Mrs. Minerva Snodgrass heads up the town's Purity League and is so good at imposing restrictions of keeping the girls and boys apart that there hasn't been a marriage in the town in over ...
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Young girl, sent to the country to avoid the amours of an artist, meets up with her backwards inventor uncle Joe and four country boys, who must all band together to keep the bank from ... See full summary »
Margie Blake, who wants to get married young and have two dozen kids, has a flat tire and traveling salesman Tom Wilson, who believes in "loving 'em and leaving 'em" stops to help. They ... See full summary »
Private detective 'Duke' Martindale and his wife, Phyllis, an attorney, are working together to clear a girl falsely convicted of murdering a judge. Two people who know the truth are killed... See full summary »
Mrs. Minerva Snodgrass heads up the town's Purity League and is so good at imposing restrictions of keeping the girls and boys apart that there hasn't been a marriage in the town in over two years. Her next-door neighbor, Miss Panadora Polly, aptly named based on what she lets out of the box later in the film, is doing her best to promote the romance between town-nerd Eddie and Minerva's daughter Barbara. Miss Polly also does a lot of reflecting on what-might-have been regarding her own life reference romance, or the lack thereof. She and her handyman Slim Wilkins and (described in the dialogue) "housekeeper and companion" Patsy try sampling some of the spirits in the cellar, as Miss Polly is looking for the one that makes one nervy and romantic, that she is sure is there according to family legend. She finds it and it works as advertised and even better, and it is no pretty sight when the horny Zasu Pitts puts a hit on grocery-boy Mickey Daniels. She skips - she really does - down to...Written by
Les Adams <firstname.lastname@example.org>
This film was first purchased for telecast in New York City in mid-1948 by WPIX (Channel 11), as part of their newly acquired series of three dozen Hal Roach feature film productions, originally released theatrically between 1931 and 1943, and now being syndicated for television broadcast by Regal Television Pictures. However, no record of WPIX ever showing the film has been found. Its earliest documented telecasts on the East Coast took place in Philadelphia Tuesday 24 May 1949 on WCAU (Channel 10), and in New York City Tuesday 16 August 1949 on WJZ (Channel 7), who picked up the Roach package after WPIX was finished with it. In the meantime, on the West Coast, its initial television presentation occurred in Los Angeles Tuesday 28 September 1948 on KTLA (Channel 5). See more »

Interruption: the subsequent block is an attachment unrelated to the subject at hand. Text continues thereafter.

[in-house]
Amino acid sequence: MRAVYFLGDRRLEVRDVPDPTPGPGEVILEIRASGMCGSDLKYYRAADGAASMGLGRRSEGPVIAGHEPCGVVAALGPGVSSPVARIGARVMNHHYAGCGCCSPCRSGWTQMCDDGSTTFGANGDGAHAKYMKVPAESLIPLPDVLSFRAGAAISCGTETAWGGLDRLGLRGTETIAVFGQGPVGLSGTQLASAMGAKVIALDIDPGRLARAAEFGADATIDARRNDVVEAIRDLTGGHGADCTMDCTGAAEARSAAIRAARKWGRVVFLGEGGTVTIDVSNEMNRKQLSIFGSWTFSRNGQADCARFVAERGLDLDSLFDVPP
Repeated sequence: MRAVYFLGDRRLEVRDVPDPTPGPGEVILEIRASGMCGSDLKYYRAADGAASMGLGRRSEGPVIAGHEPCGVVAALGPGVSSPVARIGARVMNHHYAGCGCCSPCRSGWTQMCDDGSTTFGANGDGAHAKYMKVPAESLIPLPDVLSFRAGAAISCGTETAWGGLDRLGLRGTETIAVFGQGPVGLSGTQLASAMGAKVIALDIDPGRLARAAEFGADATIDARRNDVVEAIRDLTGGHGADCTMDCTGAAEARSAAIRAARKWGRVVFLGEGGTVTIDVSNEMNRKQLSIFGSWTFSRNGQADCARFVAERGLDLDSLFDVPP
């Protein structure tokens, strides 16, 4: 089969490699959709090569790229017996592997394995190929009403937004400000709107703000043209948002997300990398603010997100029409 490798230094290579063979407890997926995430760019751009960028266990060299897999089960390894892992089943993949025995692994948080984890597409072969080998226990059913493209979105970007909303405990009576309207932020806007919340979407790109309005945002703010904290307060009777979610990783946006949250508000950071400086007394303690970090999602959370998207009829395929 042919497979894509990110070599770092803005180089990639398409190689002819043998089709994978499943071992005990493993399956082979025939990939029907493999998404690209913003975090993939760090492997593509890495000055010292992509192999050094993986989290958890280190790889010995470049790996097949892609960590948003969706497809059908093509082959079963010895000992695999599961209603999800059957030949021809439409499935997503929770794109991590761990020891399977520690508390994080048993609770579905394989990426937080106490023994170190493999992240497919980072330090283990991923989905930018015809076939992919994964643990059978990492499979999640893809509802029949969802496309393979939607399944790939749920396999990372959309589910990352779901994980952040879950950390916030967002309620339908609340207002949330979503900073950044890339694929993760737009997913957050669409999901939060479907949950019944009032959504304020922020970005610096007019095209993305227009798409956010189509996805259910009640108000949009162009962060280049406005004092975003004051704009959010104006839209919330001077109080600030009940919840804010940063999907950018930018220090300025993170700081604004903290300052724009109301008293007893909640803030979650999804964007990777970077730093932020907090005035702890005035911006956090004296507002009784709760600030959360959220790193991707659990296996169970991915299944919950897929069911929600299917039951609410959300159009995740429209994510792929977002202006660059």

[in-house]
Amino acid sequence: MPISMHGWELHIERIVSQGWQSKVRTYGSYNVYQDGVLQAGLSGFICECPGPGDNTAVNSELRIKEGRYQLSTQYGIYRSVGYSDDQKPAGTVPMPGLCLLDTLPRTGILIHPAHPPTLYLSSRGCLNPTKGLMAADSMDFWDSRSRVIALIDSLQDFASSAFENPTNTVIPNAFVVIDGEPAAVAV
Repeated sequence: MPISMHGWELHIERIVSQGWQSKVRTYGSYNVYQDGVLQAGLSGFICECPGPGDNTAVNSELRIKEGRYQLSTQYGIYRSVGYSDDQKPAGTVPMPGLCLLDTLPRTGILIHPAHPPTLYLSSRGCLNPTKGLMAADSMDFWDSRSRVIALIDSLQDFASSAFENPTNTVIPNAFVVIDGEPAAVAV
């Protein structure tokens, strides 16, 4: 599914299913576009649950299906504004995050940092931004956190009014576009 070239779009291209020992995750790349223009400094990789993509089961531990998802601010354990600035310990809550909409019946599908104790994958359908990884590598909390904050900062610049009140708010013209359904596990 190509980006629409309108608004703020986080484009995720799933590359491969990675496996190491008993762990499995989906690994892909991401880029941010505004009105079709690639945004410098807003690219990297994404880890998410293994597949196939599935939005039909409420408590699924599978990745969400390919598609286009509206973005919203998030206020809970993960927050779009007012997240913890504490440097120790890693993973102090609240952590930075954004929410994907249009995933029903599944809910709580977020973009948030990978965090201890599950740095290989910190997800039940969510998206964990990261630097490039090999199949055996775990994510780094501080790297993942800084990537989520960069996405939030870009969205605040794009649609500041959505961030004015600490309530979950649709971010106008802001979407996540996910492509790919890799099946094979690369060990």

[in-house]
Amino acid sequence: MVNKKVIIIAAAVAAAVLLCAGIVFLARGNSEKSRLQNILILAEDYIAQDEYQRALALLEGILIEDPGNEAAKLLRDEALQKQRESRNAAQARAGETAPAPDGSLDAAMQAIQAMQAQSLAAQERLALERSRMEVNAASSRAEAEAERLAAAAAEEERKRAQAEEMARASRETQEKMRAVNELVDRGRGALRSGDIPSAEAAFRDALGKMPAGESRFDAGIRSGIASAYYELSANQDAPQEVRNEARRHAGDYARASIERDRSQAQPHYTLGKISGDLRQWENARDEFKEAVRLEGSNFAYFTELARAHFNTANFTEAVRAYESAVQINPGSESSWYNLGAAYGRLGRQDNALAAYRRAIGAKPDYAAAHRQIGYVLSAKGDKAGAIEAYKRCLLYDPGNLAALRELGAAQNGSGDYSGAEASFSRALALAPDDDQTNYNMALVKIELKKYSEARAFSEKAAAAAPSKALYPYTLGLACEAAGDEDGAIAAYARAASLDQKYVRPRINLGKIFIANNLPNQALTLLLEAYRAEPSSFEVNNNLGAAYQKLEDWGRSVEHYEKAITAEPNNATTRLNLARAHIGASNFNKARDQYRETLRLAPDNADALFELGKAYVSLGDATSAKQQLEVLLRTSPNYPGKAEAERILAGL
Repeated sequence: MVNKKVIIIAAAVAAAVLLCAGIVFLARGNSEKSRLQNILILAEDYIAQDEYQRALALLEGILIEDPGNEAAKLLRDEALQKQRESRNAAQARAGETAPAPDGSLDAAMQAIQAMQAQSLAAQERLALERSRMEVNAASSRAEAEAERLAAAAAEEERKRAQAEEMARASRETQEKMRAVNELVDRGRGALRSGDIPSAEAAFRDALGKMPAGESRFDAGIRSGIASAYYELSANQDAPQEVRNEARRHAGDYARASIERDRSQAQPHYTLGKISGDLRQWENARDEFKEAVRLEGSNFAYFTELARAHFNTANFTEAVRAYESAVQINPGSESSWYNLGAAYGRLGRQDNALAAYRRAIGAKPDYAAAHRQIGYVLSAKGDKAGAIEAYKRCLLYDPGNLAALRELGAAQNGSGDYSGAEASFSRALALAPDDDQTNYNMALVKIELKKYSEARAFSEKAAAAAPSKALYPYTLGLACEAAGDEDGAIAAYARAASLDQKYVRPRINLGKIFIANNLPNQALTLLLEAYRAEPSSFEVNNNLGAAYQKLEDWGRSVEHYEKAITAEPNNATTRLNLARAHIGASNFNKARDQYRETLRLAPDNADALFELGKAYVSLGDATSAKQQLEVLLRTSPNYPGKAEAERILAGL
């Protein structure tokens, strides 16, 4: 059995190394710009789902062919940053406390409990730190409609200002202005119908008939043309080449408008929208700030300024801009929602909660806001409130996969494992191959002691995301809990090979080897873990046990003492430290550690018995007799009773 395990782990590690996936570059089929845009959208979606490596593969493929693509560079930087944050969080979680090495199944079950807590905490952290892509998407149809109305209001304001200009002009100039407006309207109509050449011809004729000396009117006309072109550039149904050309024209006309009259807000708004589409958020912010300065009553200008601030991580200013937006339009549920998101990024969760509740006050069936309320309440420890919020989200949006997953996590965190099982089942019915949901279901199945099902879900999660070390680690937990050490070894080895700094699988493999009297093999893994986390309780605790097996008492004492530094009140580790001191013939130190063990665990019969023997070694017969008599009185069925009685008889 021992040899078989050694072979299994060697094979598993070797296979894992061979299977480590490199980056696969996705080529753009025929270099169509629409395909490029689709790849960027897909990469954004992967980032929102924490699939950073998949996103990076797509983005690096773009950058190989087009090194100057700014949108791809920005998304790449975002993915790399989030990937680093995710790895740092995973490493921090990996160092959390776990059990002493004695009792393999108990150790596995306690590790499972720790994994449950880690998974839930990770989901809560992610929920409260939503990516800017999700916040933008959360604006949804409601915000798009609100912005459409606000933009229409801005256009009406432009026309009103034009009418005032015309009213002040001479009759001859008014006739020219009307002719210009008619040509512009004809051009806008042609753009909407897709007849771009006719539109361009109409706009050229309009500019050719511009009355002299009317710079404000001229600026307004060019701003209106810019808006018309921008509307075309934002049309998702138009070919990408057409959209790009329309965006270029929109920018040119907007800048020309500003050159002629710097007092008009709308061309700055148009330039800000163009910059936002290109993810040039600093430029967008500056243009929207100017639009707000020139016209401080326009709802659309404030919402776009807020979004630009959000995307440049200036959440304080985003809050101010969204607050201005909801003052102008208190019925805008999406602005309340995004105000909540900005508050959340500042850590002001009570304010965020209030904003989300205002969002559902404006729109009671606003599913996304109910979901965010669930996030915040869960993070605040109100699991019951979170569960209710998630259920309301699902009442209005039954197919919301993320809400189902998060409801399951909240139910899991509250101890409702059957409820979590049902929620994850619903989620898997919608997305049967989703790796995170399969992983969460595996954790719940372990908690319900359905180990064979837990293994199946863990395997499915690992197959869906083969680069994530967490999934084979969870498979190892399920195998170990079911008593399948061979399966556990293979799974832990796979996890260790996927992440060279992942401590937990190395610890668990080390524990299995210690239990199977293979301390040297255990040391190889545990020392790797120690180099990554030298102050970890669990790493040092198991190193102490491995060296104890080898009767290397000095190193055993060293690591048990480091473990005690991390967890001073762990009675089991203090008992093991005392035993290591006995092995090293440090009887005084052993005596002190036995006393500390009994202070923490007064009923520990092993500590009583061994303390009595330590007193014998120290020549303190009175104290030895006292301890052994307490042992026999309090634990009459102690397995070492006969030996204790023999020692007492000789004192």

An amazingly lame and limp "comedy" this is an almost complete misfire
Uggghhh! Considering this was a Hal Roach production (the same genius responsible for pairing Laurel with Hardy and creating Harold Lloyd and Charley Chase), this SHOULD have been a lot better and at least funny! Instead, it's a film full of very broad and tired-looking situations. Anchoring this film is Zasu Pitts. Her humor is often pretty grating and unfunny, though she is an excellent supporting actress. Placing her at the center of all this was not, in hindsight, a good idea. And the humor seemed catered to a very undemanding audience (such as kids and those who thought I DREAM OF JEANIE was a great show), so there was no subtlety or finesse to the script, direction or performances. For example, the behaviors of Pitts after she drank the "magic tonic" was just awful and uninspired.
All this is a real shame, as the film began very well and COULD have been good. In a fictional small town, a large group of nasty old prunes have seized control of the government and have determined to eliminate ANYTHING that smacks of fun!! Believe me, I have known people just like this and taking jabs at these "holier-than-thou" hypocrites is a great idea. Too bad the execution left so much to be desired.
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